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Results are presented concerning apoptosis markers, which shed light on the effects …

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- Cryopreservation Induces an Apoptosis-Like Mechanism in Bull Sperm


Cryopreservation and/or thawing induce many changes in mammalian spermatozoa [1]. Diminished motility and membrane changes, including sperm capacitation or acrosomal reaction, are some of the main forms of damage brought out by cryopreservation. Cryopreservation definitely affects sperm viability.

Necrosis and apoptosis are two forms of cell death. Necrosis results from injury and affects large numbers of cells, causing cell swelling and membrane rupture; in contrast, apoptosis is physiologically programmed cell death that affects single cells without any related inflammation in the surrounding tissue [2, 3]. Apoptosis is a complex phenomenon that can be divided into three phases: induction, execution, and degradation. Mitochondria are known to play a central role during the execution phase. After induction of apoptosis, mitochondrial pores are opened, characterized by decreased mitochondrial membrane potential ({Delta}{Psi}m). Opening of mitochondrial pores leads to the release of proapoptotic factors from the mitochondria [4]. In the cytoplasmic compartment, the proapoptotic factors—for example, different proteases related to the caspases family (cysteine proteases with aspartate specificity)—are subsequently activated, leading to the degradation phase. During this phase, changes at both the cell surface and the nucleus occur. Phosphatidylserine (PS), ordinarily sequestered in the plasma membrane inner leaflet, appears in the outer leaflet, where it triggers noninflammatory phagocytic recognition of the apoptotic cell [5]. In the apoptotic cells, internucleosomal cleavage of DNA by specific endonucleases produces ~180-base pair DNA fragments [2].

Normal spermatogenesis depends on the efficiency of apoptosis. Approximately 25–75% of germ cells degenerate and die in the adult mammal testis. Spontaneous apoptosis has been clearly observed in rat testis seminiferous epithelium, affecting spermatogonia, spermatocytes, and spermatids [6].

Using electron microscopy, ejaculated spermatozoa have been shown to exhibit certain characteristics of apoptotic somatic cells: DNA fragmentation and chromatin condensation, lobulation of the acrosome membrane, and mitochondrial distention [7, 8]. Furthermore, apoptotic spermatids and apoptotic corpses phagocytosed by macrophages can be observed in ejaculated sperm [7]. In 1993, Gorczyca et al. [9] first observed spermatozoa with DNA fragmentation, analogous to apoptosis in somatic cells. They hypothesized that this phenomenon would inactivate abnormal ejaculated spermatozoa, which could be dangerous. Failure to remove these defective germ cells efficiently during spermatogenesis would result in high numbers of abnormal sperm cells in the semen and consequent low fertility.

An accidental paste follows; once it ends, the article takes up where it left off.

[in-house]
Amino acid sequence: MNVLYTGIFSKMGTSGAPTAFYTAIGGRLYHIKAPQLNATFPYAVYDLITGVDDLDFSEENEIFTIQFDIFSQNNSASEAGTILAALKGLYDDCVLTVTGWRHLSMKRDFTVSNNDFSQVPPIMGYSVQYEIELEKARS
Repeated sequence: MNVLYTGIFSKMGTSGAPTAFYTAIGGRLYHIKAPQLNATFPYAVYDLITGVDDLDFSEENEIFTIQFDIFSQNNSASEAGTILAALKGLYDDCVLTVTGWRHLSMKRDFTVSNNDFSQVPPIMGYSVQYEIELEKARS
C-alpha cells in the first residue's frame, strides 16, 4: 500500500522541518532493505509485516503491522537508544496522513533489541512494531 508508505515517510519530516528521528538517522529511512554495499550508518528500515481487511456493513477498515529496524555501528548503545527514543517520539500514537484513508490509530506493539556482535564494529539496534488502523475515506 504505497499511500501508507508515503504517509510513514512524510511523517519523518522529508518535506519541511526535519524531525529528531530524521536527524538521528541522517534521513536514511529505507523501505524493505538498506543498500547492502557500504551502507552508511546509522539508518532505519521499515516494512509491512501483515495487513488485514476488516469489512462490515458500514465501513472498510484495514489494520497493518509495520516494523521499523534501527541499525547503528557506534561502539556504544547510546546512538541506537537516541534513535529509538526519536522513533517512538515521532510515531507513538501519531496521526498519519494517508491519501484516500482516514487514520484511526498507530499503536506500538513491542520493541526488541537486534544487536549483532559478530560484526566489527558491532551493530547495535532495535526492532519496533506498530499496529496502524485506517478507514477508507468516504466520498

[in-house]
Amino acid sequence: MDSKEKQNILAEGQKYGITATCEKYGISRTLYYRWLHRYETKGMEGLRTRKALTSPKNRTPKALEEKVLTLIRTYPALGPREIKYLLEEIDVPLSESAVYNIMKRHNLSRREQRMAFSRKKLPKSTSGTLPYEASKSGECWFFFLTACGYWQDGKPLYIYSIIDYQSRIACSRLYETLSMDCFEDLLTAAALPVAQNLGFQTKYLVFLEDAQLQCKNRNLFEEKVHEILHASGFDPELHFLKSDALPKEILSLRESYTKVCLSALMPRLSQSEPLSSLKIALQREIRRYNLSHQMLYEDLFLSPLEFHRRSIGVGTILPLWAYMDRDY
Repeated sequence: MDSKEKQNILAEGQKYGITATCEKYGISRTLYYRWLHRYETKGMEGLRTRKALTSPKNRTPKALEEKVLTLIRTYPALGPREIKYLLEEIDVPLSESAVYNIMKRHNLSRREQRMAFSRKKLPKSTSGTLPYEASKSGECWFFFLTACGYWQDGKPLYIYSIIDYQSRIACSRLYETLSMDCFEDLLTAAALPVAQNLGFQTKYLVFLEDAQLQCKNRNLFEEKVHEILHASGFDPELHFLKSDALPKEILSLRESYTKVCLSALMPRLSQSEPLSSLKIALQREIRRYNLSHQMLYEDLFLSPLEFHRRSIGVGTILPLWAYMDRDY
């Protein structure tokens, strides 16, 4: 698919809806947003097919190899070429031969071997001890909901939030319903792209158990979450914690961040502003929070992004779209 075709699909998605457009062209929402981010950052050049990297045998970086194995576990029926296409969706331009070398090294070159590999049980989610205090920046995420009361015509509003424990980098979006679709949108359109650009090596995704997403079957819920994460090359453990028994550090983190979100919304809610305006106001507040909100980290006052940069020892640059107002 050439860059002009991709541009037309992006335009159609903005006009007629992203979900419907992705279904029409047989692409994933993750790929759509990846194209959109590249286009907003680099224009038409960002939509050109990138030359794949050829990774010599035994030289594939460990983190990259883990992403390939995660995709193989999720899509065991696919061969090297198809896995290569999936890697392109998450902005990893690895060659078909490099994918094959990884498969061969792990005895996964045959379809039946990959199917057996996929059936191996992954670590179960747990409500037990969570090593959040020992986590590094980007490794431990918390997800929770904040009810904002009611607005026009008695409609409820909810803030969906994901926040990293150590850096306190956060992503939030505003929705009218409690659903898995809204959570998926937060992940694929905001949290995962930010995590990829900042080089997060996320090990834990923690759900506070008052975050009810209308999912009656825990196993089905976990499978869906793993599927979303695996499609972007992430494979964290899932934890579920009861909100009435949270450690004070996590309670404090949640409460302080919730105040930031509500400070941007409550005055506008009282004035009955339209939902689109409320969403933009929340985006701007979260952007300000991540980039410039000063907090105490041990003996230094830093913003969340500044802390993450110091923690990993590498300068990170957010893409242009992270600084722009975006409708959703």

The pathway of such putative apoptosis in sperm cells is the subject of controversy. Weil et al. [10], using in situ immunofluorescence, defended the hypothesis of a caspase-independent pathway on the basis of the observation that less than 8% of dead cells expressed caspase-3. In contrast, Weng et al. [11] concluded in favor of caspase-dependent apoptosis after studying caspase enzymatic activity by fluorometry and immunoblot assay.

Few studies have focused on the effects of cryopreservation on apoptotic manifestations in sperm cells. They have shown that cryopreservation is associated with induction of membrane PS translocation in human [1214], boar [15], and bull [16, 17] sperm cells. This membrane modification is not correlated with DNA fragmentation in human [13] or in bull [16] sperm or with free-radical production in human sperm [12].

We therefore compared the expression of various apoptosis markers before and after cryopreservation-thawing. As a single assay is not sufficient to assess apoptosis, various probes specific to the main apoptotic targets were studied. First, all the techniques were validated on the human myeloid leukemia cell line U937 because induction and visualization of apoptosis in this cell line is easy and abundantly documented [1821].

We here present our results concerning apoptosis markers, which shed light on the effects of cryopreservation on bovine spermatozoa. This multiparametric study provided evidence that a phenomenon, similar to the apoptosis observed in somatic cells, with the exception of nucleus changes, is induced in ejaculated bovine spermatozoa by cryopreservation and/or thawing.

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